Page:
Of Mice and Men: Divergence of Gene Expression Patterns in Kidney
Lydie Cheval, Fabien Pierrat, Rabary Rajerison, David Piquemal, Alain Doucet
PLOS ONE , 2012, DOI: 10.1371/journal.pone.0046876
Abstract: Since the development of methods for homologous gene recombination, mouse models have played a central role in research in renal pathophysiology. However, many published and unpublished results show that mice with genetic changes mimicking human pathogenic mutations do not display the human phenotype. These functional differences may stem from differences in gene expression between mouse and human kidneys. However, large scale comparison of gene expression networks revealed conservation of gene expression among a large panel of human and mouse tissues including kidneys. Because renal functions result from the spatial integration of elementary processes originating in the glomerulus and the successive segments constituting the nephron, we hypothesized that differences in gene expression profiles along the human and mouse nephron might account for different behaviors. Analysis of SAGE libraries generated from the glomerulus and seven anatomically defined nephron segments from human and mouse kidneys allowed us to identify 4644 pairs of gene orthologs expressed in either one or both species. Quantitative analysis shows that many transcripts are present at different levels in the two species. It also shows poor conservation of gene expression profiles, with less than 10% of the 4644 gene orthologs displaying a higher conservation of expression profiles than the neutral expectation (p<0.05). Accordingly, hierarchical clustering reveals a higher degree of conservation of gene expression patterns between functionally unrelated kidney structures within a given species than between cognate structures from the two species. Similar findings were obtained for sub-groups of genes with either kidney-specific or housekeeping functions. Conservation of gene expression at the scale of the whole organ and divergence at the level of its constituting sub-structures likely account for the fact that although kidneys assume the same global function in the two species, many mouse “models” of human pathologies do not display the expected phenotype.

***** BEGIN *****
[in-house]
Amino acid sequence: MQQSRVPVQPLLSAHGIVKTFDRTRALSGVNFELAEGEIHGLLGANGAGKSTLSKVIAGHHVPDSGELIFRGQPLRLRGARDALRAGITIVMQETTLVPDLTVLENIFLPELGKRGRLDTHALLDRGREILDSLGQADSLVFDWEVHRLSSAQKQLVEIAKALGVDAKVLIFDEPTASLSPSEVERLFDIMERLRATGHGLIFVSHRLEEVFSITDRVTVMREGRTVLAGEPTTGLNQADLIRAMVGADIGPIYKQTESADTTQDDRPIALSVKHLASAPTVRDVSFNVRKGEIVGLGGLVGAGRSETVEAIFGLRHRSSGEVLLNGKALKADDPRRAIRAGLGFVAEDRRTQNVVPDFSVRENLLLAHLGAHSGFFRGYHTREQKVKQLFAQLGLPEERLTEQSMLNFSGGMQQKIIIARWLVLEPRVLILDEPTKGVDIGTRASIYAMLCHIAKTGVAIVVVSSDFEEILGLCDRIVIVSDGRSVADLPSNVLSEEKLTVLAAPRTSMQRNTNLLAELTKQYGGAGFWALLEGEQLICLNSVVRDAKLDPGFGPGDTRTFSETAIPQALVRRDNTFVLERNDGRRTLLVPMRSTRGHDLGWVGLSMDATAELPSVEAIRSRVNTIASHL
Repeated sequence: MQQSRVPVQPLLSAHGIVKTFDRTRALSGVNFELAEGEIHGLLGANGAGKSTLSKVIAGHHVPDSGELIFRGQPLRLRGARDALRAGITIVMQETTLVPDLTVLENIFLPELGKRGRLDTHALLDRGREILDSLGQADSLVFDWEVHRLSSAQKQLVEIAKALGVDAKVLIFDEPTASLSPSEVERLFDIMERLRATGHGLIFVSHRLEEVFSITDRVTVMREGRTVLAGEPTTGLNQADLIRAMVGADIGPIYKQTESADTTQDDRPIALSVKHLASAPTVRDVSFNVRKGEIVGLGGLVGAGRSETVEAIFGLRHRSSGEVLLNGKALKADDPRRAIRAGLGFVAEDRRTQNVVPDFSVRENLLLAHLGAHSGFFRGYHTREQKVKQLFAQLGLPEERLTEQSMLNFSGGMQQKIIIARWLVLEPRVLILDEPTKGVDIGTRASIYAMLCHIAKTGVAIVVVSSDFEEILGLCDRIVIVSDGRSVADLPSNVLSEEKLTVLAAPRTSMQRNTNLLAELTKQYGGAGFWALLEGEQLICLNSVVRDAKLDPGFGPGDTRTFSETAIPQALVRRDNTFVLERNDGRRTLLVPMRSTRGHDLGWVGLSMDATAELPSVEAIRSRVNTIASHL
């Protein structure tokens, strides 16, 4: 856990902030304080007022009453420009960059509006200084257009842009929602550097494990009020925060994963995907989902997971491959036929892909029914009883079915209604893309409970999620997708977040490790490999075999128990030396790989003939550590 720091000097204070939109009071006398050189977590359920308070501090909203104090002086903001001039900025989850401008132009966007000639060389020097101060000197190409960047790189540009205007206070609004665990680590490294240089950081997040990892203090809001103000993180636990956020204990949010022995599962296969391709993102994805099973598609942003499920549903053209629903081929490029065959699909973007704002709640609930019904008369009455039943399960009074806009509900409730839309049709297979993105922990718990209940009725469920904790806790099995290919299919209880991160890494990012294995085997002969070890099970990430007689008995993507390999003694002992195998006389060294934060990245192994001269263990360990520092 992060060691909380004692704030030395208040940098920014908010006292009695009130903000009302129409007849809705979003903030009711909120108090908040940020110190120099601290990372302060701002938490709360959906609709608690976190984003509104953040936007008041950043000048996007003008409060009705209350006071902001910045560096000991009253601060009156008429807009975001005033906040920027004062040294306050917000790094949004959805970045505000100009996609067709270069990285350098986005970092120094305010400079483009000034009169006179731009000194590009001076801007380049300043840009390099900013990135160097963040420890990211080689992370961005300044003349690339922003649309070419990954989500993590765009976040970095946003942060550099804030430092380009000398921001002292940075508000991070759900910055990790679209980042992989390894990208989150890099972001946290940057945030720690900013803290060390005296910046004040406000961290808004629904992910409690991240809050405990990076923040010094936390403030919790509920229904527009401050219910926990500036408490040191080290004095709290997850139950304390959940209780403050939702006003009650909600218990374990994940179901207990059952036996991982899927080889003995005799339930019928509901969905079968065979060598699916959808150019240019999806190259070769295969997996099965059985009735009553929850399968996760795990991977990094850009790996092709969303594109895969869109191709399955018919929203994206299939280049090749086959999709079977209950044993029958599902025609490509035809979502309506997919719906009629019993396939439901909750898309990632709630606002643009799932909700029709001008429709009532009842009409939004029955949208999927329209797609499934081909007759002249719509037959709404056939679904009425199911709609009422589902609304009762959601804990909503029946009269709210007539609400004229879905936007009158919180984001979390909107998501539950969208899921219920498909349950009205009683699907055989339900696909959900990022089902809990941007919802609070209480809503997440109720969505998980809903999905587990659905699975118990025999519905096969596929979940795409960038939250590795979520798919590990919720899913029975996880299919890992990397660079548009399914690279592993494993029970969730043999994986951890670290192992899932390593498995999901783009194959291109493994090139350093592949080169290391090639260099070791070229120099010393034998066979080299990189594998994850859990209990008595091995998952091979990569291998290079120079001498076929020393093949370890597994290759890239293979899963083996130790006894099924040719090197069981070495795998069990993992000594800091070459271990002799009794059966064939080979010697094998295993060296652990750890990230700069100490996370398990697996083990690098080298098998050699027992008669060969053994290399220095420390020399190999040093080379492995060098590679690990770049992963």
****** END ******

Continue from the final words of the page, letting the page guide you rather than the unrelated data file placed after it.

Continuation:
Expression Profile of Nuclear Receptors along Male Mouse Nephron Segments Reveals a Link between ERRβ and Thick Ascending Limb Function
Halla Krid, Aude Dorison, Amel Salhi, Lydie Cheval, Gilles Crambert
PLOS ONE , 2012, DOI: 10.1371/journal.pone.0034223
Abstract: The nuclear receptor family orchestrates many functions related to reproduction, development, metabolism, and adaptation to the circadian cycle. The majority of these receptors are expressed in the kidney, but their exact quantitative localization in this ultrastructured organ remains poorly described, making it difficult to elucidate the renal function of these receptors. In this report, using quantitative PCR on microdissected mouse renal tubules, we established a detailed quantitative expression map of nuclear receptors along the nephron. This map can serve to identify nuclear receptors with specific localization. Thus, we unexpectedly found that the estrogen-related receptor β (ERRβ) is expressed predominantly in the thick ascending limb (TAL) and, to a much lesser extent, in the distal convoluted tubules. In vivo treatment with an ERR inverse agonist (diethylstilbestrol) showed a link between this receptor family and the expression of the Na+,K+-2Cl? cotransporter type 2 (NKCC2), and resulted in phenotype presenting some similarities with the Bartter syndrom (hypokalemia, urinary Na+ loss and volume contraction). Conversely, stimulation of ERRβ with a selective agonist (GSK4716) in a TAL cell line stimulated NKCC2 expression. All together, these results provide broad information regarding the renal expression of all members of the nuclear receptor family and have allowed us to identify a new regulator of ion transport in the TAL segments.
Assembl y of Poly-3-Hexylthiophene Nano-Crystallites into Low Dimensional Structures Using Indandione Derivatives
Nicolas Cheval,Valdis Kampars,Clifford Fowkes,Neil Shirtcliffe,Amir Fahmi
Nanomaterials , 2013, DOI: 10.3390/nano3010107
Abstract: Conductive polymer poly-3-hexylthiophene (P3HT) needles were self-assembled using a second component (indandione derivatives) as a linking agent to enhance their long range alignment. The morphologies of the hybrid organic/organic materials were characterized by transmission electron microscopy (TEM). Both linear and branched structures could be produced, with the degree of branching depending upon the linker used. Incorporation of indandione derivatives broadened the UV absorbance band of P3HT without significant change to its photoluminescence. This hybrid material could open a promising avenue in photovoltaic applications due to its interesting morphologies and optical properties.
Reducing Land Degradation on the Highlands of Kilimanjaro Region: A Biogeographical Perspective  [PDF]
Christine Noe
Open Journal of Soil Science (OJSS) , 2014, DOI: 10.4236/ojss.2014.413043
Abstract: